In this crazy world of cosmetic surgery, vandalism, climate change, famine, overpopulation, war, genocide etc. Martin Conroy is optimistically looking for a humane way to support women with unexpected pregnancies (Letters, 5 May). As this is not a new problem, surely wise men would have found a satisfactory, caring solution by now?

Life developing in the womb is nothing short of awesome, including the charming ability to constrict facial muscles into what resembles a smile. People with disabilities can lead happy and constructive lives if given the right support, but, to the shame of all of us, not many are fortunate enough to have that support.

I support life in all its many and wondrous forms – including the lives of women who need help to control situations which are not their fault. Women like Anne who found herself pregnant following a horrific assault. Marie, who suffered a placental abruption and would have bled to death if she had carried on with her pregnancy. Mary, who worked two jobs to support her children de ella, was deserted by her husband and could n’t afford another child. Fiona, who after years of trying to conceive learned that the fetus had no viable organs. Sheila, who was raped at the age of 11 and whose young body was not mature enough to cope. Christine, who does not want to give birth to the child of her monstrously abusive husband.

Years ago many women required life saving hysterectomies following back street abortions. Their lives were usually saved, but at a cost.

There is a solution to these problems – humans have been given a brain to use and now have scientific and medical knowledge and skills. By perceiving women as simply reproductive vessels, the anti-abortion lobby are denying their god’s gift of such knowledge.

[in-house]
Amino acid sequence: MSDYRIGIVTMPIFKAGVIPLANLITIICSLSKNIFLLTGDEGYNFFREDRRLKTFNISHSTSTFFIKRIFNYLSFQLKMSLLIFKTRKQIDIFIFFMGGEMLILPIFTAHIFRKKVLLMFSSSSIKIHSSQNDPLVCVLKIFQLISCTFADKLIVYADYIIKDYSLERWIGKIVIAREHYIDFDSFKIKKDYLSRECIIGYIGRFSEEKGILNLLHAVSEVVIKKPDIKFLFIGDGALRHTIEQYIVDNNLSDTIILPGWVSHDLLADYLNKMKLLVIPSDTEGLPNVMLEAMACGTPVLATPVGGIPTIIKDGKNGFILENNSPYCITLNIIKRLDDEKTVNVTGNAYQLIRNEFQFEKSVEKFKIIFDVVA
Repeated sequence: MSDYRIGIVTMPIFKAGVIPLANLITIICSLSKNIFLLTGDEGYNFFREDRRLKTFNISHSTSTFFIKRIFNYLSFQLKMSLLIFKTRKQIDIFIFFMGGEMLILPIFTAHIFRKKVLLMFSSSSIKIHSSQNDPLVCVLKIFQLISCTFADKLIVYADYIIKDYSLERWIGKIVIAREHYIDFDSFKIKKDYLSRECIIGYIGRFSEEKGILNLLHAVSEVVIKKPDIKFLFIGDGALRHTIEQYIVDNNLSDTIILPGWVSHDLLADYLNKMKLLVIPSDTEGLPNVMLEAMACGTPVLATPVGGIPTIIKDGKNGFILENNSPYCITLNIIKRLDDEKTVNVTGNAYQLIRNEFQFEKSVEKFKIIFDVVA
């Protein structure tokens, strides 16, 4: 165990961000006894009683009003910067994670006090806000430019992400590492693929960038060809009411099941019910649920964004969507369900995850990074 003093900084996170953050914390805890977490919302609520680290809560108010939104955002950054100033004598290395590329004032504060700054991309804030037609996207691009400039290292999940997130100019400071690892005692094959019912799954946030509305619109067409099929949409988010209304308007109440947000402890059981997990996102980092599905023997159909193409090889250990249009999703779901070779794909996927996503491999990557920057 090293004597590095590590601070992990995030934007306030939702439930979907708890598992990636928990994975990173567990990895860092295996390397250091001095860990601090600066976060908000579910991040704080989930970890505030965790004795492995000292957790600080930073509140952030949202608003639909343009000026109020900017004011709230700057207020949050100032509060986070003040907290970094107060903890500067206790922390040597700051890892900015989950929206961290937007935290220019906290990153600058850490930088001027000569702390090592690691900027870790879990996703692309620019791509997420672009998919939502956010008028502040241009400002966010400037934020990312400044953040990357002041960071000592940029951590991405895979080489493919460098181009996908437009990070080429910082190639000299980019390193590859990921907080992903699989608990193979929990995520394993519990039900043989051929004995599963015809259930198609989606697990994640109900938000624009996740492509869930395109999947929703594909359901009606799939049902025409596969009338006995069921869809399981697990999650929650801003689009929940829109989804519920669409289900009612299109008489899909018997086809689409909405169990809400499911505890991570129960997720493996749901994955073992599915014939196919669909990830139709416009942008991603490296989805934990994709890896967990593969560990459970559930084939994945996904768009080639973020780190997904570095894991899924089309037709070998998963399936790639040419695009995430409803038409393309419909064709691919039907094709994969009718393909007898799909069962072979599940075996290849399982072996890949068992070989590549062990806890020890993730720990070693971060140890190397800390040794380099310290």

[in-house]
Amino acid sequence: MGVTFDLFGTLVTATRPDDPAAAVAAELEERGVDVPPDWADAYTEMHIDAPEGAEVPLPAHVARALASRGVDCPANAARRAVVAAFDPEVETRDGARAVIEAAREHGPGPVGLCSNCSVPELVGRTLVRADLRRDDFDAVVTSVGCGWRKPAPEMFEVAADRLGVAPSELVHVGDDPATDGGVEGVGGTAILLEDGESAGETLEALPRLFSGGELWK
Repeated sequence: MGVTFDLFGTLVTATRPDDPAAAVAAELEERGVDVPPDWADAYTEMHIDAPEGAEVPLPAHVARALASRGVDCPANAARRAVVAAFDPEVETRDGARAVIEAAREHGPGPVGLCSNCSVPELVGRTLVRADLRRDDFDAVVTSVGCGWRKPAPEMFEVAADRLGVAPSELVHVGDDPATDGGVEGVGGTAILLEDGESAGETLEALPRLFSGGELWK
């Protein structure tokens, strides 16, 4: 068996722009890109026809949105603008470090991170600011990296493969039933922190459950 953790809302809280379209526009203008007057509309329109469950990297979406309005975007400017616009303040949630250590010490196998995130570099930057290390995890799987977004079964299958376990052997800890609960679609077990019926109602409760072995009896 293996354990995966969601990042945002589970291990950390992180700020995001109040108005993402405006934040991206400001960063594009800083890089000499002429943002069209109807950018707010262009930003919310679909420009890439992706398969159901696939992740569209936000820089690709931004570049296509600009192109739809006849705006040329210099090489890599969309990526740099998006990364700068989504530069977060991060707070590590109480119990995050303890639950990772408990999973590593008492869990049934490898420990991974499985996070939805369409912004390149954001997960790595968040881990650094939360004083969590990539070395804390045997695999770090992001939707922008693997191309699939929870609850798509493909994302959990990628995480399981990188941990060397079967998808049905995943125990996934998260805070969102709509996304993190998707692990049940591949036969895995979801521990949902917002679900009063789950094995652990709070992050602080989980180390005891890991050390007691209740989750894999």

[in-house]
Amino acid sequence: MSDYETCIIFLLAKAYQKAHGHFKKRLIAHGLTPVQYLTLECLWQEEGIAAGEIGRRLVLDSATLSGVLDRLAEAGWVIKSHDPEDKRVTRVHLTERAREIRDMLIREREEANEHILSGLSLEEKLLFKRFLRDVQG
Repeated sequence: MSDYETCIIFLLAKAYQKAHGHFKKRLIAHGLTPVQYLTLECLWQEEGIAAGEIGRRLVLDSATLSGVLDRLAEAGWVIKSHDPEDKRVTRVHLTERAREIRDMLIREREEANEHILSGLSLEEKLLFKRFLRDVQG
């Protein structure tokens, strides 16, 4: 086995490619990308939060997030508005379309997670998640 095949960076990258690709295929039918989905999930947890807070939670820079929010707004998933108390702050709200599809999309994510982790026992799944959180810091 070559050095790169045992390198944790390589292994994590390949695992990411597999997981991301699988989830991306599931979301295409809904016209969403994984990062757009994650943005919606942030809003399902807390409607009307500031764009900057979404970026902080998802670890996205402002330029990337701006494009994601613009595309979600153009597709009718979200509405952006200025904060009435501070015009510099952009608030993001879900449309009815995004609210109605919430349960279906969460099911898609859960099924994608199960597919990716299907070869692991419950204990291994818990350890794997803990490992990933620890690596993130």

I question your columnist Kenny MacAskill’s claim that his introductions of a lower drink drive limit Scotland wide and 50mph “pilot” for HGVs on the A9 have been definite improvements (Perspective, 5 May). Perhaps he will produce data to provide his points from him?

However, I would make the following observations: we do definitely know that the lower breathalyser limit has closed pubs across the country which relied on workers having a couple of pints on their way home, which is still legal elsewhere across the UK; in Europe, I understand, breaking the limit does not necessarily lead to a ban; as a regular A9 driver, the travel time from Edinburgh to Inverness remains about the same as when the “new” A9 opened, as lorries traveling at 50mph are harder to pass than at 40mph; I’d like to see prosecution figures for trucks breaking the limit, having personally experienced an HGV on my boot lid, flashing its lights and hooting through the “safety cameras” during the lengthy Perth to Dunkeld dual extension. Of course, slowing cars down is much cheaper than completing the A9 dualling!

Perhaps if more officers were on the roads and streets rather carrying out the back office duties for which they are very overqualified, we would see more prosecutions….and safer roads.

Kit Fraser, Dunbar, East Lothian

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George Holan

George Holan is chief editor at Plainsmen Post and has articles published in many notable publications in the last decade.